The projected temperature increase in China due to climate change is expected to be above the global average. The highest emission pathway (RCP8.5) projects an increase of average temperatures in China to rise by 2.5°C by the 2050s and 5.2°C by the 2090s; more significant temperature increases are expected in northern and western regions.
Increases in annual maximum and minimum temperatures are projected to be larger than the increase in average temperature, increasing the potential health, livelihood, and ecosystem risks of global warming.
The impacts of hazards and sustained changes will not be equally distributed, they will likely be experienced most strongly by marginalized and asset-poor communities.
Increased heat stress, compounded by the urban heat island effect, represents a major threat to human health, productivity levels, and energy demand in many of China’s megacities.
Hazards such as droughts, floods, and heatwaves are all expected to increase in probability, and increased loss and damage will be difficult to avoid without significant adaptation efforts.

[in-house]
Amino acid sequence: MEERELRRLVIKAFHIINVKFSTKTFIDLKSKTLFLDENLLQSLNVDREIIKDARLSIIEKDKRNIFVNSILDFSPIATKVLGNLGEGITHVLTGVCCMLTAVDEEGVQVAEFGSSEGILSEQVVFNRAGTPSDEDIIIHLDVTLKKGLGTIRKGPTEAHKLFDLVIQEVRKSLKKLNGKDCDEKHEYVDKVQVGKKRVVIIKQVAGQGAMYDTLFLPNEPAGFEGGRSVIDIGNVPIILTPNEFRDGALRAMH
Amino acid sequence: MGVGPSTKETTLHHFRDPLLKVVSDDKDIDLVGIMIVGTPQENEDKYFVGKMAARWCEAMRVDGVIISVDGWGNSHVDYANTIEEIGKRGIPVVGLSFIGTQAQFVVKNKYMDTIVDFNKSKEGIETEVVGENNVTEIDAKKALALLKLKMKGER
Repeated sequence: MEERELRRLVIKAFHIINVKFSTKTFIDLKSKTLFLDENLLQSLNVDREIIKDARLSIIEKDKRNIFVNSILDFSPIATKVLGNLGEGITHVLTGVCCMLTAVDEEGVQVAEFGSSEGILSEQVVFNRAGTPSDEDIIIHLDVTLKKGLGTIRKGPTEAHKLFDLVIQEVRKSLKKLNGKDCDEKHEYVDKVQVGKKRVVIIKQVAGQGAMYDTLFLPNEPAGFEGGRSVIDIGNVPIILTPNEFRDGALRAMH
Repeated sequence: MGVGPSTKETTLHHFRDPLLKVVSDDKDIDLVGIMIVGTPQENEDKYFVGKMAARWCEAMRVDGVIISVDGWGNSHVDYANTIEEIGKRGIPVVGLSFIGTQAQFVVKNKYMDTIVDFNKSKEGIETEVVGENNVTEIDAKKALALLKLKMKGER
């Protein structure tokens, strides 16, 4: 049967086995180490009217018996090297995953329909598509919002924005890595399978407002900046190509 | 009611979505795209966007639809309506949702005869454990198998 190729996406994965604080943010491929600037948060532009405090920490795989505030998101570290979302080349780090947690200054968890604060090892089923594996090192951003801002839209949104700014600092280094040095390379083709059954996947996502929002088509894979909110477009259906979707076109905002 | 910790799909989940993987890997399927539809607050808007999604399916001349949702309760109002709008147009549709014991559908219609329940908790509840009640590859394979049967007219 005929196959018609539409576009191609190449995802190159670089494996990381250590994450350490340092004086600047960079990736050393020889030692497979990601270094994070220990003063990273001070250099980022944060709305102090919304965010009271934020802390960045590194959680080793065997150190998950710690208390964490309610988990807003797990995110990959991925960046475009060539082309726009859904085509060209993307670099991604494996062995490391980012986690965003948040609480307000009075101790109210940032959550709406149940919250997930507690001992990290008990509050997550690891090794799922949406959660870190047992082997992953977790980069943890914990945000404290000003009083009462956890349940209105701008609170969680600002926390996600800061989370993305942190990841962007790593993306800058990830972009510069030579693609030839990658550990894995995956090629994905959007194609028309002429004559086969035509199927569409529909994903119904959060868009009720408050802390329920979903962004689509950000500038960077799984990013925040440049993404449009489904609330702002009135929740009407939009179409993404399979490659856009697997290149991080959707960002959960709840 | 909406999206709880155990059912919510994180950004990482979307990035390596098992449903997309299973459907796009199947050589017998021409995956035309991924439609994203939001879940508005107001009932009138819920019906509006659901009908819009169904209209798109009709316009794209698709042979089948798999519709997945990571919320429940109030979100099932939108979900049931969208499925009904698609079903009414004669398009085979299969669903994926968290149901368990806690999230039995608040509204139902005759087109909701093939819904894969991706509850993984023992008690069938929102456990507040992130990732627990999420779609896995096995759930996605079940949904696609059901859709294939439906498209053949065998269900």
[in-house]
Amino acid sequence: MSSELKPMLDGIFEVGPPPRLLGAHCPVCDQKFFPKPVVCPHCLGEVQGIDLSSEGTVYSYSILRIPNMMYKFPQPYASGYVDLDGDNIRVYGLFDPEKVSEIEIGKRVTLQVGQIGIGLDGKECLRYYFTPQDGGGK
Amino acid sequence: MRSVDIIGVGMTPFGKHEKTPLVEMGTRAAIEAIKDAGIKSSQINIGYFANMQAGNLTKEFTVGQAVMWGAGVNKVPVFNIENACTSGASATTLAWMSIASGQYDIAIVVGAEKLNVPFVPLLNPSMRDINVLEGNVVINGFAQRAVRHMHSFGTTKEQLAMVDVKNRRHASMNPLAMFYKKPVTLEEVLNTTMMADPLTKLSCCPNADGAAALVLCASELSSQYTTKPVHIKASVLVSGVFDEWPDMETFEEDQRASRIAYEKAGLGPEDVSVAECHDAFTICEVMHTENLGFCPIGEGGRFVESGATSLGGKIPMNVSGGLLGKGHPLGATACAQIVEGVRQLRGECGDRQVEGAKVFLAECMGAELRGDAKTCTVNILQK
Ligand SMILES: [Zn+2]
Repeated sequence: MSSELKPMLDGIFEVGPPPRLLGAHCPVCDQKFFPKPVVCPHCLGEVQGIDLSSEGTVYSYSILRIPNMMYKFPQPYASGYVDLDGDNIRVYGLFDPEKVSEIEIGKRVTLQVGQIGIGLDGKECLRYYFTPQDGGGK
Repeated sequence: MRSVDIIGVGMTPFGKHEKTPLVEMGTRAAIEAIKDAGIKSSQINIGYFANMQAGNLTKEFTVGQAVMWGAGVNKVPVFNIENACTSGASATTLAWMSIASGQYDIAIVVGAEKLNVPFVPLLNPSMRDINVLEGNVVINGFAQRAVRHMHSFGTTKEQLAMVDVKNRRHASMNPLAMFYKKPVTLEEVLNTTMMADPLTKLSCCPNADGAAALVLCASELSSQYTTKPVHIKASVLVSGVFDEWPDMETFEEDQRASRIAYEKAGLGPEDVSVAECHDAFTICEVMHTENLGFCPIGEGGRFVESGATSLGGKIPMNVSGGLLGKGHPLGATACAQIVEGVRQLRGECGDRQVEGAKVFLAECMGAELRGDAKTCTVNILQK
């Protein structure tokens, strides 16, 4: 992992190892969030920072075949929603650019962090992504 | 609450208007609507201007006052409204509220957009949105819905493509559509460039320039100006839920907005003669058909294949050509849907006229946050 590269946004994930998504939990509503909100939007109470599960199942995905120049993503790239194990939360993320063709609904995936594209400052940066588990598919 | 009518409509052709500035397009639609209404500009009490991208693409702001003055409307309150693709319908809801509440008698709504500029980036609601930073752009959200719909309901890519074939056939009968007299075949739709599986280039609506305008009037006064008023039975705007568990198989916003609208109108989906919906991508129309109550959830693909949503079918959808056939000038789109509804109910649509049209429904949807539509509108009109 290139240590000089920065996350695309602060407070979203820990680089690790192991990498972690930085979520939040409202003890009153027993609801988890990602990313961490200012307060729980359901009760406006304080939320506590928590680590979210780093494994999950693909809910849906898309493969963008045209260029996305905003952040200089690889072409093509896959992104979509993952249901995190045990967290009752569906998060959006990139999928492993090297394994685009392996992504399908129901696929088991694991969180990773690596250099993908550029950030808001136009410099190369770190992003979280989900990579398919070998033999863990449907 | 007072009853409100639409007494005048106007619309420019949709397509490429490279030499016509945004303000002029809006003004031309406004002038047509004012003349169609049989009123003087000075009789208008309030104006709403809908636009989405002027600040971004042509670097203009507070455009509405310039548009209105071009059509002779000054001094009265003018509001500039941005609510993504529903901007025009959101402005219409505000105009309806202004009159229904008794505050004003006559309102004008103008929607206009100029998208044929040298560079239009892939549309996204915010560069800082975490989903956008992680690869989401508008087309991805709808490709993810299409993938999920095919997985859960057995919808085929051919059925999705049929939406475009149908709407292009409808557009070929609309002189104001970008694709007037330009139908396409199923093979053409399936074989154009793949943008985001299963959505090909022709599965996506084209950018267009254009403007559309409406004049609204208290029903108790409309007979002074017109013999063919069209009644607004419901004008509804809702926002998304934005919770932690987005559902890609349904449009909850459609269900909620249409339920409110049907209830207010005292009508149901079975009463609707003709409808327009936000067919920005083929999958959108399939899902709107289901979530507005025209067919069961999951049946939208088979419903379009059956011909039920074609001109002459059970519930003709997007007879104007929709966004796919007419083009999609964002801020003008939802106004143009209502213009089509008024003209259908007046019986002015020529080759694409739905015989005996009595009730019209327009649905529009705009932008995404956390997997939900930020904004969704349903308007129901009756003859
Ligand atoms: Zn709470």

There is a very significant threat to biodiversity and natural resources, without careful planning, adaptation efforts may only exacerbate this threat and the challenges faced by communities most dependent on natural resources.
Support for adaptation will be needed by many groups, particularly smallholder farmers who face potential yield losses and species range shifts.
China’s large population of vulnerable and undernourished people will experience increased pressure from climate drivers, particularly in coastal urban conurbations, in regions facing dryland expansion, and where livelihoods depend on outdoor manual labor.
- Asian Development Bank
- © Asian Development Bank